Mines and Glaciers

Our campsite along the Kennicott river was sublime. Glacier views and a glacial river with ocassional ice chunks floating down. It was a bit cold, we were glad we weren’t in a tent… poor Bob.

We took the $5 shuttle bus up to the company town of Kennecott. Copper was discovered here in 1900, and by 1903 the Kennecott Copper Corporation was formed, with financial backing from the Guggenheims and J.P. Morgan. It was supposed to be named after the Kennicott Glacier, located within view of the mine, a clerical error forever changed the town and mine name to Kennecott (with an ‘e’).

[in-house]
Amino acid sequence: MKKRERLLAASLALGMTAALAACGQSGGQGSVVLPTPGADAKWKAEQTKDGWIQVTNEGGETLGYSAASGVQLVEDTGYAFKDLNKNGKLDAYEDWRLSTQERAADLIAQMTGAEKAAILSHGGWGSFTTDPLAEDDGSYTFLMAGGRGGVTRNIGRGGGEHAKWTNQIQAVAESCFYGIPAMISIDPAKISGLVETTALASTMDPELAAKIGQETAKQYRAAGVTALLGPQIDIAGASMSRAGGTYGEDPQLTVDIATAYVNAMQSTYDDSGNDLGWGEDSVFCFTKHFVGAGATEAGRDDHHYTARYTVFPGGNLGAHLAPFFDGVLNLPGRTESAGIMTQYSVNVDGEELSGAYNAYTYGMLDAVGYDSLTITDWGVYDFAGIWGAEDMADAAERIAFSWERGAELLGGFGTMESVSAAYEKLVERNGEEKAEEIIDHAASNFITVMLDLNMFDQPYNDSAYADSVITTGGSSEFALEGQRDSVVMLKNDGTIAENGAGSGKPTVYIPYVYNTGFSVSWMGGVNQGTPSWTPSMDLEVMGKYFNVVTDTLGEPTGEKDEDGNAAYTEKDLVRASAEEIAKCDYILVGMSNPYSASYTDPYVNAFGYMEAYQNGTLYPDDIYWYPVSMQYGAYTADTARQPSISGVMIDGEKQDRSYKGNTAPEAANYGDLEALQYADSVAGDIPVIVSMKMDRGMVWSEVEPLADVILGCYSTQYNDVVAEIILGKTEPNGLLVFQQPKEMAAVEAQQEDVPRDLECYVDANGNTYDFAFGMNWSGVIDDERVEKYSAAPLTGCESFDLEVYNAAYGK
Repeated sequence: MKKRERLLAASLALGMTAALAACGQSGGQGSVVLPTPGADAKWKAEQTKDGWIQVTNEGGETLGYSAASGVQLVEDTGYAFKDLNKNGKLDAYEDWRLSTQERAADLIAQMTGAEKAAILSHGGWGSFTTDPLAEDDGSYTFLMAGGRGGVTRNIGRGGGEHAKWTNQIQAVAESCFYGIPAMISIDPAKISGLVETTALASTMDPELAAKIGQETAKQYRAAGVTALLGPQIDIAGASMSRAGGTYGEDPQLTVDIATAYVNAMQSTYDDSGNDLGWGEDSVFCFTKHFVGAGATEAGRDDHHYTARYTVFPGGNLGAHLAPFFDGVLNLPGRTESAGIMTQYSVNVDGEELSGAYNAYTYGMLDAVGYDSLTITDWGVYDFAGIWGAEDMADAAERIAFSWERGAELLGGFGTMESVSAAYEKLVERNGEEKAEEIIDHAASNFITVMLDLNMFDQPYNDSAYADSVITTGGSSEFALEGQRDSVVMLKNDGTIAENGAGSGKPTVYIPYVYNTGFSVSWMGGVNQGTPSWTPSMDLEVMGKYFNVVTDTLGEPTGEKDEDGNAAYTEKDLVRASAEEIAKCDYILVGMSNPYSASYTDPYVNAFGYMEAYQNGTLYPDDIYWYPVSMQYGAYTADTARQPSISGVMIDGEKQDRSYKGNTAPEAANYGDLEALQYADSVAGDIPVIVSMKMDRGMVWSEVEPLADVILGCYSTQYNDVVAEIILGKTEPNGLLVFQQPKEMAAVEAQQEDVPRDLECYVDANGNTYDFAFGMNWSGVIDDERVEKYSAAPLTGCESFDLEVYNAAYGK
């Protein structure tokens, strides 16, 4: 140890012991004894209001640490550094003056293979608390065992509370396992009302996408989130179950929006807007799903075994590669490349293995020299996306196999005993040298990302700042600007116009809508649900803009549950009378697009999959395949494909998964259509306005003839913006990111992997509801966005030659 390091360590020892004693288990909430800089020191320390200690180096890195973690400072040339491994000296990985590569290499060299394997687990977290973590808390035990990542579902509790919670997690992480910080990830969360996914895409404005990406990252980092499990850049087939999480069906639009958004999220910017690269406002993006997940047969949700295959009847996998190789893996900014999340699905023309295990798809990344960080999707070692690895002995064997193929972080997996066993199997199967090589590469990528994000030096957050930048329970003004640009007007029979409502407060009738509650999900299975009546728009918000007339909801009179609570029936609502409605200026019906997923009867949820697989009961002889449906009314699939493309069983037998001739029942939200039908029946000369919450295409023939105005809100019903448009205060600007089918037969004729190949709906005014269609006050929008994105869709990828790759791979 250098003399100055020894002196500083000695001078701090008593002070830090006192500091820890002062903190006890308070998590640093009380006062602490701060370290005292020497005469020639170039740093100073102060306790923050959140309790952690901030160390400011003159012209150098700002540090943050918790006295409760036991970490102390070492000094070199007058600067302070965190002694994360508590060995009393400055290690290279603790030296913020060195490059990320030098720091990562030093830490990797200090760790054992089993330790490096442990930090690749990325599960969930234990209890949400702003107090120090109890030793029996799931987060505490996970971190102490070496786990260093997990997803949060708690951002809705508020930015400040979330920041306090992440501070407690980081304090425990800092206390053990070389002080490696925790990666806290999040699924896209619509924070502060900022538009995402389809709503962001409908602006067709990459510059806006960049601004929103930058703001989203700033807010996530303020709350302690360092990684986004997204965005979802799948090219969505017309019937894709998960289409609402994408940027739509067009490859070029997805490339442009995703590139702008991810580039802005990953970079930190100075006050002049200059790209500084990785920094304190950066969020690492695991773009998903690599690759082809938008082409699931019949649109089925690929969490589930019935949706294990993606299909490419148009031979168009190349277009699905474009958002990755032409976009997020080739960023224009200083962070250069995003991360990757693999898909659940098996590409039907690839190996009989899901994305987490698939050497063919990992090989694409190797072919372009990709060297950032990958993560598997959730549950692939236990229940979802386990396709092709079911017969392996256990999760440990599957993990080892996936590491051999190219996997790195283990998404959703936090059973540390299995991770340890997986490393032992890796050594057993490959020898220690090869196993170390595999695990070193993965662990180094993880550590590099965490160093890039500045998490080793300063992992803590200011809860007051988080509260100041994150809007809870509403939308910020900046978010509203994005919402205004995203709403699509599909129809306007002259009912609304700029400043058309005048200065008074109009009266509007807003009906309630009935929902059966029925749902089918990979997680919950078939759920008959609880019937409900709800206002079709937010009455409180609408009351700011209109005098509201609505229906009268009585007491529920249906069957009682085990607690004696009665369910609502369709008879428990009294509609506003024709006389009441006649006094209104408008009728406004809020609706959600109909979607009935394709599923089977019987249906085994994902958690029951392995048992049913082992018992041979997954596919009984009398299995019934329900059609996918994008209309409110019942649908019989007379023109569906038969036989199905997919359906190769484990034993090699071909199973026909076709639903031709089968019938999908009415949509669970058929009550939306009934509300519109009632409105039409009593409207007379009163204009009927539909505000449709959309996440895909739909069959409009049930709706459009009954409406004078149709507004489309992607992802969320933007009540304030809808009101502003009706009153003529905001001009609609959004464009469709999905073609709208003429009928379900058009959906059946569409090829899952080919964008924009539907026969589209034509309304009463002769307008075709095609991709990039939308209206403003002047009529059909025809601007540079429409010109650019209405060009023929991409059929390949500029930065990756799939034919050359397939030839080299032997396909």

The mine functioned from 1911-1938, when the last workers were given an hour and a half notice before the last train – and the town was left a beautiful red wooden ghost town. Now it’s part of the Wrangell-St. Elias National Park and Preserve, with some incredible hikes.

We chose the hike to the toe of Root Glacier. Nothing beats a glacier lunch. Plus, Bode earned another Junior Ranger badge at America’s largest (and possibly least visited) National Park. At 13.2 million acres, Wrangell-St. Elias is bigger than Switzerland and contains a glacier larger than the state of Rhode Island.

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